In October (2020) I wrote about my attempts to create an accessible, color-blind-safe (and WCAG-compliant) basemap. Since then I’ve worked on creating a ‘dark’ version.
‘Dark’ basemaps have become more popular in the last few years, driven by the drama of placing bright information over a dark and subdued background, so an accessible version would be a nice addition. The challenge is the same though: How do you achieve an effective visual separation between basemap features (implying stronger colors and symbols), without compromising its function as a base for your information?
As before, I’ve created two versions:
• This one is a single layer basemap that sits below your information.
• This one breaks-out the city and boundary information into a separate reference layer, to be placed over a base layer with the rest of the map content.
And as with the first version, I have been trying to find that balance between accessibility and functionality. The content is the same as the first map. The only differences between the two are color, and some minor adjustments in line widths. The palette is necessarily strong, so it should be considered more of a reference basemap, where your information is added to the overall picture (a ‘base-MAP’ in the words of the original blog)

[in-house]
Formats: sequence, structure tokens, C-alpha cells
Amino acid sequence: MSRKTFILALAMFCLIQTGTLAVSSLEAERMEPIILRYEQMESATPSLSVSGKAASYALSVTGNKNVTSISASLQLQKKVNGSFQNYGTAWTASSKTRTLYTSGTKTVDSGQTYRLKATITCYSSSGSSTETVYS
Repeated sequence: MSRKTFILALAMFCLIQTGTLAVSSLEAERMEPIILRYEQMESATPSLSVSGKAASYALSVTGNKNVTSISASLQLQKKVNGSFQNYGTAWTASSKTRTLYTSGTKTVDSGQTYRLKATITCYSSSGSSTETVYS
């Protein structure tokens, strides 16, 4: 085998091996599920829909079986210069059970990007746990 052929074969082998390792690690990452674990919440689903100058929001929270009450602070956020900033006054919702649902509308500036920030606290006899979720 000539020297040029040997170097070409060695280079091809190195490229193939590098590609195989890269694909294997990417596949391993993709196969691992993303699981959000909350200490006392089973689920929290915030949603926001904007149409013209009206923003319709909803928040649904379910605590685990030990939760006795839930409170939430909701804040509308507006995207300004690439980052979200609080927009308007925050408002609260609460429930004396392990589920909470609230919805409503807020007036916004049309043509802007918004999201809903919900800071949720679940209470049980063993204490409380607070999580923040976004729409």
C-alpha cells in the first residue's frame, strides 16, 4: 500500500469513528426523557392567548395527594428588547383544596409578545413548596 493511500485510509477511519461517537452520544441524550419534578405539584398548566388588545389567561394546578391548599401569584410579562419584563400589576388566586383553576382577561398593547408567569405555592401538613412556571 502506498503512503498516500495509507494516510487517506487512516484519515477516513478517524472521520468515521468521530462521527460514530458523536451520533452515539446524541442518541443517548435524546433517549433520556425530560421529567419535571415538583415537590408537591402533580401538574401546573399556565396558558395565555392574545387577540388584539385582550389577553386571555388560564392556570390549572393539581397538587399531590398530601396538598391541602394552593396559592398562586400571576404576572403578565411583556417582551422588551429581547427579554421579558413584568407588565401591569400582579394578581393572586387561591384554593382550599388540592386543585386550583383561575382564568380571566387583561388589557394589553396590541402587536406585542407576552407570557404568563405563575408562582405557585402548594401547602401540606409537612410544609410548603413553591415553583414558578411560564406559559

Using the Basemaps
These basemap webmaps will be available for you to use via the URLs linked above for the foreseeable future (individual vector tile layers can be accessed from the ‘Details’ page). The map content is updated with our regular basemap data updates. I may make periodic changes to these map styles as needed based on your feedback and our experience using the maps.
If they prove popular, we’ll consider incorporating them into the core basemap set. We’ll try to give you plenty of warning if we decide to shut these URLs down and replace them.
I would appreciate any feedback you care to provide, either via the comments section below, or directly at firstname.lastname@example.org.
Thanks again! Andy Skinner
Color-blindness suitability was assessed using ‘Color Oracle‘. Color contrast was assessed using contrast-ratio.com.